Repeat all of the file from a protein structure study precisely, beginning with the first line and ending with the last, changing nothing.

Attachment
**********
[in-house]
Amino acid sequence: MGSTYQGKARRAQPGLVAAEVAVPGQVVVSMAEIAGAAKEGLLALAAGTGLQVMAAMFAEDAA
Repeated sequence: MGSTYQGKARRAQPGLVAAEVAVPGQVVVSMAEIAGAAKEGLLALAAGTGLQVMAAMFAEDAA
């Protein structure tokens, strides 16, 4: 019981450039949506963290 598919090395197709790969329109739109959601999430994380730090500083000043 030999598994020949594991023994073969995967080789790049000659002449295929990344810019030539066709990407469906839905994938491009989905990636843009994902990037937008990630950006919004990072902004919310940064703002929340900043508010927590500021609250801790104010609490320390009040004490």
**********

[in-house]
Amino acid sequence: MGSTYQGKARRAQPGLVAAEVAVPGQVVVSMAEIAGAAKEGLLALAAGTGLQVMAAMFAEDAA
Repeated sequence: MGSTYQGKARRAQPGLVAAEVAVPGQVVVSMAEIAGAAKEGLLALAAGTGLQVMAAMFAEDAA
């Protein structure tokens, strides 16, 4: 019981450039949506963290 598919090395197709790969329109739109959601999430994380730090500083000043 030999598994020949594991023994073969995967080789790049000659002449295929990344810019030539066709990407469906839905994938491009989905990636843009994902990037937008990630950006919004990072902004919310940064703002929340900043508010927590500021609250801790104010609490320390009040004490």